9 March 2011


PFF cites media freedom concerns following journalist's termination, newspaper closure

Incident details


Bernadette Carreon, Journalist
(PFF/IFEX) - 5 March 2011, Rarotonga, Cook Islands - The fragility of media freedom and news industries in some Pacific states has been highlighted in Palau, says regional monitoring network the Pacific Freedom Forum, PFF.

The forum says concerns arising from two high level court cases in Palau need a closer look, after a February 2011 Supreme Court ruling finding an "alien" registration fee scheme led by President Johnson Toribiong's government was unconstitutional. The class action suit leading to the Supreme Court decision was filed in late 2010 by Palau Horizon senior journalist Bernadette Carreon and others. Carreon is from the Philippines and had worked at the Horizon for a decade. She was "terminated" not long after the suit was filed. However her other news colleagues followed suit when the whole newspaper printed its last edition on 20 November 2010.

"Media freedom concerns centre on job loss for the journalist - and loss of her newspaper," says PFF chair Susuve Laumaea of Papua New Guinea. "Independent sources of information for people of Palau can only be provided by a free and pluralistic media industry. To lose a key operator such as the Palau Horizon, and a journalist of Carreon's calibre, leaves a void where a quality news provider used to be."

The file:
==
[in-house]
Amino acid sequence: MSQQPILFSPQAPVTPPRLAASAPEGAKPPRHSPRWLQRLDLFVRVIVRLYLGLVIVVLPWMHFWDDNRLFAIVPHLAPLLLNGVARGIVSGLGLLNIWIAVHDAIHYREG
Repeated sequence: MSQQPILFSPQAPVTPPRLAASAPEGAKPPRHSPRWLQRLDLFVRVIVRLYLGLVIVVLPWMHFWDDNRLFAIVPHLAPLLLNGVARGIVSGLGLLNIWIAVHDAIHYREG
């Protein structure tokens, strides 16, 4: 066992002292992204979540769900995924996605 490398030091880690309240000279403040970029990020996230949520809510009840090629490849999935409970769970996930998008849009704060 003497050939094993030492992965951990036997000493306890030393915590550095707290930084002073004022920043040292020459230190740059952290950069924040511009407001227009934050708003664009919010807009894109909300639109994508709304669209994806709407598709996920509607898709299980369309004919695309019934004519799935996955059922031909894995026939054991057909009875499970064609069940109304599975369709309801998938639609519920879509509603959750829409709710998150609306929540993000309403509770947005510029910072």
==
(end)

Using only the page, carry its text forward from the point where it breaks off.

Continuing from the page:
Online reports reviewed by PFF state that her former employer, long time newspaper Palau Horizon, closed after 12 years, printing a last edition on 20 November 2010. Publisher Abed E. Younis cited a "negative business atmosphere" and the slow economy. He continues to run his publishing business.

In another case reported by the Palau Horizon before it closed, the Attorney General stepped in to halt prosecution proceedings into alleged money laundering involving US$22 billion.

"A journalist involved in a successful claim at the Supreme Court level underscores the need for vigilance under press freedom laws of the Palau constitution," says Miller.

"Specifically, section 2 of Article 4 under fundamental rights states that the government shall take no action to deny or impair freedom of expression or the press."

Both cases need re-examining for impact on freedom of the press in Palau, says the PFF.

"In some instances it's physical or psychological trauma against an individual journalist. In others, it is big business or political boycotts and interference against publishers which spills over into newsrooms."

"We salute Carreon's courage in standing against injustice, and sympathise with her and colleagues of the Palau Horizon at this time," says Miller.


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